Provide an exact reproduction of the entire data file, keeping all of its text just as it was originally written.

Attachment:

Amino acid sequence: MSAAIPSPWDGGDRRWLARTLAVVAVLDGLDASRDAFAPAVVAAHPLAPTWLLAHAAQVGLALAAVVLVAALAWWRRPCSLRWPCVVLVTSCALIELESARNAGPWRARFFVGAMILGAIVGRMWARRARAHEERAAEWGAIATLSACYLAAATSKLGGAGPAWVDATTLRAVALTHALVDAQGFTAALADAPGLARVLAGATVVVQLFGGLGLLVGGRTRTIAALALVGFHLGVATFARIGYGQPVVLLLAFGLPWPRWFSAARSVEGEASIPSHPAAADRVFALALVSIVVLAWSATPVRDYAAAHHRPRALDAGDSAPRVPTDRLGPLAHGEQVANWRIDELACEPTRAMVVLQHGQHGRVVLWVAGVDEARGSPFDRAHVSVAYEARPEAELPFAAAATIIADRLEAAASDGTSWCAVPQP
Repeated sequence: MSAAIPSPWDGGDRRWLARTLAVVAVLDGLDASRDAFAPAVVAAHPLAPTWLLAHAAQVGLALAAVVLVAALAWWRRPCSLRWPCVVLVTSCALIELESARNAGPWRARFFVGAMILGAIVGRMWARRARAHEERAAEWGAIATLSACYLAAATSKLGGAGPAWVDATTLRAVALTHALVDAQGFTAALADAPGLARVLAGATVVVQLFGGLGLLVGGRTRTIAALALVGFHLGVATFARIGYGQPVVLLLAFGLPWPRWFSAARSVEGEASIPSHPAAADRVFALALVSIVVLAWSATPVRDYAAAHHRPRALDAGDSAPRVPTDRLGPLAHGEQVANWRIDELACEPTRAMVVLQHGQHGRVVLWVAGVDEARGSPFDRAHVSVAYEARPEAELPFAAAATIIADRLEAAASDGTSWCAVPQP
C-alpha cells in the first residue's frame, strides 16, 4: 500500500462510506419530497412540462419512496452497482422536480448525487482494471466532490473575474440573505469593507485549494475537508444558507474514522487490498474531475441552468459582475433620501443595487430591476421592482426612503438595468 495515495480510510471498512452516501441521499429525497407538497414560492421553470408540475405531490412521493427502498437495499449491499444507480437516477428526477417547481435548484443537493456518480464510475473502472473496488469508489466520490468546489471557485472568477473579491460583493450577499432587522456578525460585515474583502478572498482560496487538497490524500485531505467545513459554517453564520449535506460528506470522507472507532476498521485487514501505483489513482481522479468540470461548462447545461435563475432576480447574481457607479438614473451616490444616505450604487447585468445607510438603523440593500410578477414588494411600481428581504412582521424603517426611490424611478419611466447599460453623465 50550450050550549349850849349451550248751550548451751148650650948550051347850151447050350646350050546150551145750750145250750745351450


Amino acid sequence: MSAAIPSPWDGGDRRWLARTLAVVAVLDGLDASRDAFAPAVVAAHPLAPTWLLAHAAQVGLALAAVVLVAALAWWRRPCSLRWPCVVLVTSCALIELESARNAGPWRARFFVGAMILGAIVGRMWARRARAHEERAAEWGAIATLSACYLAAATSKLGGAGPAWVDATTLRAVALTHALVDAQGFTAALADAPGLARVLAGATVVVQLFGGLGLLVGGRTRTIAALALVGFHLGVATFARIGYGQPVVLLLAFGLPWPRWFSAARSVEGEASIPSHPAAADRVFALALVSIVVLAWSATPVRDYAAAHHRPRALDAGDSAPRVPTDRLGPLAHGEQVANWRIDELACEPTRAMVVLQHGQHGRVVLWVAGVDEARGSPFDRAHVSVAYEARPEAELPFAAAATIIADRLEAAASDGTSWCAVPQP
Repeated sequence: MSAAIPSPWDGGDRRWLARTLAVVAVLDGLDASRDAFAPAVVAAHPLAPTWLLAHAAQVGLALAAVVLVAALAWWRRPCSLRWPCVVLVTSCALIELESARNAGPWRARFFVGAMILGAIVGRMWARRARAHEERAAEWGAIATLSACYLAAATSKLGGAGPAWVDATTLRAVALTHALVDAQGFTAALADAPGLARVLAGATVVVQLFGGLGLLVGGRTRTIAALALVGFHLGVATFARIGYGQPVVLLLAFGLPWPRWFSAARSVEGEASIPSHPAAADRVFALALVSIVVLAWSATPVRDYAAAHHRPRALDAGDSAPRVPTDRLGPLAHGEQVANWRIDELACEPTRAMVVLQHGQHGRVVLWVAGVDEARGSPFDRAHVSVAYEARPEAELPFAAAATIIADRLEAAASDGTSWCAVPQP
C-alpha cells in the first residue's frame, strides 16, 4: 500500500462510506419530497412540462419512496452497482422536480448525487482494471466532490473575474440573505469593507485549494475537508444558507474514522487490498474531475441552468459582475433620501443595487430591476421592482426612503438595468 495515495480510510471498512452516501441521499429525497407538497414560492421553470408540475405531490412521493427502498437495499449491499444507480437516477428526477417547481435548484443537493456518480464510475473502472473496488469508489466520490468546489471557485472568477473579491460583493450577499432587522456578525460585515474583502478572498482560496487538497490524500485531505467545513459554517453564520449535506460528506470522507472507532476498521485487514501505483489513482481522479468540470461548462447545461435563475432576480447574481457607479438614473451616490444616505450604487447585468445607510438603523440593500410578477414588494411600481428581504412582521424603517426611490424611478419611466447599460453623465 50550450050550549349850849349451550248751550548451751148650650948550051347850151447050350646350050546150551145750750145250750745351450